If you have lived with depression, you know this is when it tries to sell us its signature lie. That’s the one that goes: the present is permanent. This is all there will ever be. The throbbing pain will never subside; the tears will never dry up; the gray will only go on.
Sometimes people think, it’s no wonder a person in this kind of anguish would want to die. But maybe you don’t even want to die, maybe what you want more than anything is to live, but that’s precisely what’s so out of reach. Because what you’re doing now is certainly not living! And how are you supposed to keep going…
I’ve shared this with you before, but I’ve long been fascinated with a theory posited by poet and scholar Jennifer Michael Hecht. She had a number of friends who died by suicide. And as it turns out, that’s not just a horrifying coincidence. Researchers have identified that a person is at higher risk of suicide if someone close to them has died this way. It’s like there’s something that makes suicide contagious.
With this in mind, Jennifer Michael Hecht decided to ask: What if the opposite is also true? When someone goes up to the edge but then chooses not to die… When someone considers suicide, then decides to stay alive instead… What if that choice is just as contagious? Every time a person decides to hold on and get help, they’re making it more possible for somebody else to stay alive.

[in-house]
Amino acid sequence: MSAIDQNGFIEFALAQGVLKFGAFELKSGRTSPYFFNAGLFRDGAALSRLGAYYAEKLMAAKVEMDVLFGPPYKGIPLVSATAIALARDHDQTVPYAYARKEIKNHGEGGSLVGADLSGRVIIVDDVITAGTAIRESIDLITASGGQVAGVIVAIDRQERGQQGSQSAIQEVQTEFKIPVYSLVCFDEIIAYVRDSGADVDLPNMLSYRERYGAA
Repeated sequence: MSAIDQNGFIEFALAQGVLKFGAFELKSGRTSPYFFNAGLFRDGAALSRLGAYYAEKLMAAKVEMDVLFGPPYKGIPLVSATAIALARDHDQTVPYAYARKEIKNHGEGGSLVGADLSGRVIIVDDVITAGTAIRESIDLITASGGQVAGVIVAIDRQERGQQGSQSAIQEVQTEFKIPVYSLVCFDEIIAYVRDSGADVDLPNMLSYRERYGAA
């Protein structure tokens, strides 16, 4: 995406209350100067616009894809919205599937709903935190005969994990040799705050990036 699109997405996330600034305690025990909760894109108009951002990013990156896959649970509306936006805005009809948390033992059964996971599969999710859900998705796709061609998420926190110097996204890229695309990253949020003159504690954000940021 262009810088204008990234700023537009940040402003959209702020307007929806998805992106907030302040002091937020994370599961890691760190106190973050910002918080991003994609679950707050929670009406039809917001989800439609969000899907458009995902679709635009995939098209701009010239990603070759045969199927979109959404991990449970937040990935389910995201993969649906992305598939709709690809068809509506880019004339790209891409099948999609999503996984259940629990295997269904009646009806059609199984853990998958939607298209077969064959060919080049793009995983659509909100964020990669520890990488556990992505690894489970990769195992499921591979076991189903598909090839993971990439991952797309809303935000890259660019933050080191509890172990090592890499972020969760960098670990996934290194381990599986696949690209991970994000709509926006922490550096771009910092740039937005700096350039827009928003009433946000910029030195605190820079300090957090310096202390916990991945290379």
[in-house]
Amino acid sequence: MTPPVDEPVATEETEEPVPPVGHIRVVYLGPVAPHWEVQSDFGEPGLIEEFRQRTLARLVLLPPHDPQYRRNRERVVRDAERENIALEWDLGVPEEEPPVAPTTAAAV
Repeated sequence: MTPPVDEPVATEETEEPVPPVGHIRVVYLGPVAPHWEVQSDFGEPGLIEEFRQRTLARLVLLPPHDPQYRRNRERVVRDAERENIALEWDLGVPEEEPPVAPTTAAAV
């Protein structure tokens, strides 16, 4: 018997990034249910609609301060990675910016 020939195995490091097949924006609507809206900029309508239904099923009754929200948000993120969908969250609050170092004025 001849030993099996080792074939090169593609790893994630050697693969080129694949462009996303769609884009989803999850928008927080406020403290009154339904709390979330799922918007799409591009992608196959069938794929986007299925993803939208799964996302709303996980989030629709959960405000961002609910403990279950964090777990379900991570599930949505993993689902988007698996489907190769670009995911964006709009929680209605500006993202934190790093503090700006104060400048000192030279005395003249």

If you are struggling and considering suicide, there is help. I’m asking you to reach out to me, or Mary O, or Nancy O, or call the National Suicide Prevention lifeline. That phone number is: eight hundred, two, seven, three; eight, two, five, five.
I wish I could tell you exactly what Noah was thinking when he made the choice to wait seven days then try again. I know this decision was a miracle. I know it matters that we notice how others are holding on, because we could learn this from them, because somebody who loves you is watching you and they could learn this from you…
You might know, something that Reverend Kuenning used to say was: On the worst day, you’ve got to tie a knot in the rope, and hold on tight. Some of you have told me how helpful this image has been.
Well come to find out, this was not just a metaphor for Reverend Kuenning. When he worked for Heifer International, his job was to accompany a herd of cattle traveling by ship! He talked about having to go down into the hold when the cows were giving birth, and the ship was rocking, and the only way to stay on his feet was to hold onto a line (a rope). For him, holding onto the rope became a vivid expression of faith, and we can see why.